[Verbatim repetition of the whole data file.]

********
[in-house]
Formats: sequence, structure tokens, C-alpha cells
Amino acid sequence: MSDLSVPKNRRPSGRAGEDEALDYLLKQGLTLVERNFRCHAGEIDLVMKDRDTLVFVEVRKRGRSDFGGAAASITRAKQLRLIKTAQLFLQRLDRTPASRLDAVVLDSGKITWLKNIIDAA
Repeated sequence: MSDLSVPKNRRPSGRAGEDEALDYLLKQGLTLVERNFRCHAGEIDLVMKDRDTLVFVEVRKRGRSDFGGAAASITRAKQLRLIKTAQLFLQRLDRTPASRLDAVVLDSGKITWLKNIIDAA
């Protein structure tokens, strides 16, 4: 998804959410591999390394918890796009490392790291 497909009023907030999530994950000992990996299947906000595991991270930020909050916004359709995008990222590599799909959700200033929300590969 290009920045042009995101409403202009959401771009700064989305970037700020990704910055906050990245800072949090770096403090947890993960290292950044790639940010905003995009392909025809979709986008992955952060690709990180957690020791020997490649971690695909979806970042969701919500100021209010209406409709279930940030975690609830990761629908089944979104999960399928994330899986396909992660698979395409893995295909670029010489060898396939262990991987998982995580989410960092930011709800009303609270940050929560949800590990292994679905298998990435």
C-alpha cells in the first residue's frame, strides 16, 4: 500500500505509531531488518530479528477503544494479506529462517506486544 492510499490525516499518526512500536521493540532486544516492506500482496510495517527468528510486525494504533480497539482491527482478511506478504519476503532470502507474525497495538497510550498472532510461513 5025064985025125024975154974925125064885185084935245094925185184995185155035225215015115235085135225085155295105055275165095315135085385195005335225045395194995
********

[in-house]
Formats: sequence, structure tokens, C-alpha cells
Amino acid sequence: MSDLSVPKNRRPSGRAGEDEALDYLLKQGLTLVERNFRCHAGEIDLVMKDRDTLVFVEVRKRGRSDFGGAAASITRAKQLRLIKTAQLFLQRLDRTPASRLDAVVLDSGKITWLKNIIDAA
Repeated sequence: MSDLSVPKNRRPSGRAGEDEALDYLLKQGLTLVERNFRCHAGEIDLVMKDRDTLVFVEVRKRGRSDFGGAAASITRAKQLRLIKTAQLFLQRLDRTPASRLDAVVLDSGKITWLKNIIDAA
């Protein structure tokens, strides 16, 4: 998804959410591999390394918890796009490392790291 497909009023907030999530994950000992990996299947906000595991991270930020909050916004359709995008990222590599799909959700200033929300590969 290009920045042009995101409403202009959401771009700064989305970037700020990704910055906050990245800072949090770096403090947890993960290292950044790639940010905003995009392909025809979709986008992955952060690709990180957690020791020997490649971690695909979806970042969701919500100021209010209406409709279930940030975690609830990761629908089944979104999960399928994330899986396909992660698979395409893995295909670029010489060898396939262990991987998982995580989410960092930011709800009303609270940050929560949800590990292994679905298998990435």
C-alpha cells in the first residue's frame, strides 16, 4: 500500500505509531531488518530479528477503544494479506529462517506486544 492510499490525516499518526512500536521493540532486544516492506500482496510495517527468528510486525494504533480497539482491527482478511506478504519476503532470502507474525497495538497510550498472532510461513 5025064985025125024975154974925125064885185084935245094925185184995185155035225215015115235085135225085155295105055275165095315135085385195005335225045395194995